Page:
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Thursday, 22 November 2007

I'm All Right, Jack (1959) John Boulting

'Three of England's Top Comedians... One Big Laugh Riot!' reads the tagline and that's complete nonsense. This is possibly the greatest collection of English comedic talent ever to share the same film. Beyond Ian Carmichael, Terry-Thomas and Peter Sellers, there's Margaret Rutherford, John Le Mesurier, Richard Attenborough, Dennis Price, Irene Handl... the list goes on.

The film has an intriguing start. Peter Sellers, who seems to always play more than one role in every movie he's in, is Sir John Kennaway, key member of every facet of establishment there is, and the narration tells us that he's on his way out. Cue the credits. England is changing. We then meet Ian Carmichael as Stanley Windrush, a young member of the establishment who wants to go into industry. He doesn't have any luck getting in anywhere as an executive, so he gets work at his uncle's missile firm 'on the other side' as a worker.

Unfortunately the workers think he's an undercover time and motion expert, so shop steward Fred Kite, (Sellers again), gets to stir everything up. There's no end of trouble, of course. There's a real time and motion expert in the form of John Le Mesurier who can get to work if only manager Terry-Thomas can find a way to make it happen without the unions knowing. Kite is trying to convert Windrush to communism, while he's more busy lusting after Kite's buxom young daughter Cynthia. Meanwhile the management has some sort of scheme going on, which somehow integrally involves young Stanley.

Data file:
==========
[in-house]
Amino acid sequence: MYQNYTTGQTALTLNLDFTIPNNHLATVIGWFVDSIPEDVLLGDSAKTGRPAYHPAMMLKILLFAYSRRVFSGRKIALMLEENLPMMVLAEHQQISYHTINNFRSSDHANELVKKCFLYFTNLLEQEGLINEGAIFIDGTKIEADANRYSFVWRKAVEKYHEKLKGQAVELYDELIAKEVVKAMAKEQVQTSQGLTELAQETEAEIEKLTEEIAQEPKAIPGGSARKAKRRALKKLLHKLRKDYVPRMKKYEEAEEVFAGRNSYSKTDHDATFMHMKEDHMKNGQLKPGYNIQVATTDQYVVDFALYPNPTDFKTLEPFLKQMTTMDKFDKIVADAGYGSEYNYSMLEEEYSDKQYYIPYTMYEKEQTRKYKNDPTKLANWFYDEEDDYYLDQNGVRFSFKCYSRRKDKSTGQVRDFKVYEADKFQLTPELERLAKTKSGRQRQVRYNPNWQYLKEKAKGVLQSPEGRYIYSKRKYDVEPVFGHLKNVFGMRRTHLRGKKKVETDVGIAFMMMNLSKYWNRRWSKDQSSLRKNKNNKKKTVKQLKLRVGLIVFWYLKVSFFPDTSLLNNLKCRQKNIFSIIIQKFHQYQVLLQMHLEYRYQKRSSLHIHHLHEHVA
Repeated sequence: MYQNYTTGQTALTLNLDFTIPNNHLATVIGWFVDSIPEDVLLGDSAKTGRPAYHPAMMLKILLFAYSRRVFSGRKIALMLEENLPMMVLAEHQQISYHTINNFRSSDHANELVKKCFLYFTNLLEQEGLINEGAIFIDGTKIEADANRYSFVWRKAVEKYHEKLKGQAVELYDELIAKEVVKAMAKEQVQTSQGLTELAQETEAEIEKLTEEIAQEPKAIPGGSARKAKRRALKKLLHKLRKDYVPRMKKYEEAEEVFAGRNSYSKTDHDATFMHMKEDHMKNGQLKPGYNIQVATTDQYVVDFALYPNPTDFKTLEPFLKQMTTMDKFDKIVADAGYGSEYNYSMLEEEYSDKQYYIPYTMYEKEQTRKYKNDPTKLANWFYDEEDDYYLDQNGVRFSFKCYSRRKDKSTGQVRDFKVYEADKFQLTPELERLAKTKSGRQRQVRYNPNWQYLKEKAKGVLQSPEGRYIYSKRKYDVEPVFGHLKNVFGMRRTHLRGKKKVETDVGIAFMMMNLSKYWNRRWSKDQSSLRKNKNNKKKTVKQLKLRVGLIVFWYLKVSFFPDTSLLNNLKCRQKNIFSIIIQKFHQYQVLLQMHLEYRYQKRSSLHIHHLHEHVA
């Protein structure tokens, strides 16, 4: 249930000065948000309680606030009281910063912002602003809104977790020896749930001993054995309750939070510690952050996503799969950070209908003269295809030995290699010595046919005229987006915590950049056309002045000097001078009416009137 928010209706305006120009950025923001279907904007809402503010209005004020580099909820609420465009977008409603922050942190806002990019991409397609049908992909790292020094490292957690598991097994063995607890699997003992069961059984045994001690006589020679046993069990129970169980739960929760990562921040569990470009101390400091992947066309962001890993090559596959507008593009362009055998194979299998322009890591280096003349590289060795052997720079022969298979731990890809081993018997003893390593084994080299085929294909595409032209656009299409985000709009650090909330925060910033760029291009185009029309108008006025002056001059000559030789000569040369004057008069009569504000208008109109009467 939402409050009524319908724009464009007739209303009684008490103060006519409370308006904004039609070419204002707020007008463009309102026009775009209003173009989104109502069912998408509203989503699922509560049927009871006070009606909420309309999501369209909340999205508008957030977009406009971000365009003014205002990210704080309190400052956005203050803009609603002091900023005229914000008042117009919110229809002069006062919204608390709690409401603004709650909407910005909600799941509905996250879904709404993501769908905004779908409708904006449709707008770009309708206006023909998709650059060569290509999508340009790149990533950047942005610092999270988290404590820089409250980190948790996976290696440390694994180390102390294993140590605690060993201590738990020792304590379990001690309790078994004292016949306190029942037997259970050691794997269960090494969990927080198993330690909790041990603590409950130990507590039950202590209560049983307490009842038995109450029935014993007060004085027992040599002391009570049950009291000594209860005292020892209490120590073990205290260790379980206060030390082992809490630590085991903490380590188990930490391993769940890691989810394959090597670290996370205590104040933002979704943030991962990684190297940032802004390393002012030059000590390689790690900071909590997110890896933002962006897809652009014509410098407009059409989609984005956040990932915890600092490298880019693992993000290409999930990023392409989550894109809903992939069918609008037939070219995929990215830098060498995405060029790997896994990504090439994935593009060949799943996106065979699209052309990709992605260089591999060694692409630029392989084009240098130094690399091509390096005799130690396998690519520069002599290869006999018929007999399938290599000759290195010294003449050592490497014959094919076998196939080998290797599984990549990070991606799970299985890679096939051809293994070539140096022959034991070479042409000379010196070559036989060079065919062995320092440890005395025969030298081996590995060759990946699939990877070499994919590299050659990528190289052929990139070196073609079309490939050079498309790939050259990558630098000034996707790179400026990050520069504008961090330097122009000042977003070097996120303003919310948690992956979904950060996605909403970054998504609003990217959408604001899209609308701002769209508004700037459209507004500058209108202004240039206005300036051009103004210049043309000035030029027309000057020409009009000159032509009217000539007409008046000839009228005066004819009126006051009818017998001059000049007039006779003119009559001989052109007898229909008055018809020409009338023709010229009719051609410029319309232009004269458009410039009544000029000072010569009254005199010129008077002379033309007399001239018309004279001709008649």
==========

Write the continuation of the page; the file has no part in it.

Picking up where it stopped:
The story is a peach: top notch as a comedy, a drama, a social comment, you name it. It's wild and outrageous, yet it's completely real and even serves as an excellent snapshot of its time. It's acted as impeccably as you'd expect from the unparalleled cast, with especial credit going to Peter Sellers, whose restrained performance is sheer genius. What surprises most though are the slew of bare female butts at the Sunnyside Nature Camp and the fact that this classic English comedy wasn't made at Ealing. It's a British Lion production, proving yet again that regardless who made them, the best, cleverest and most astute comedies of the era were almost all British.

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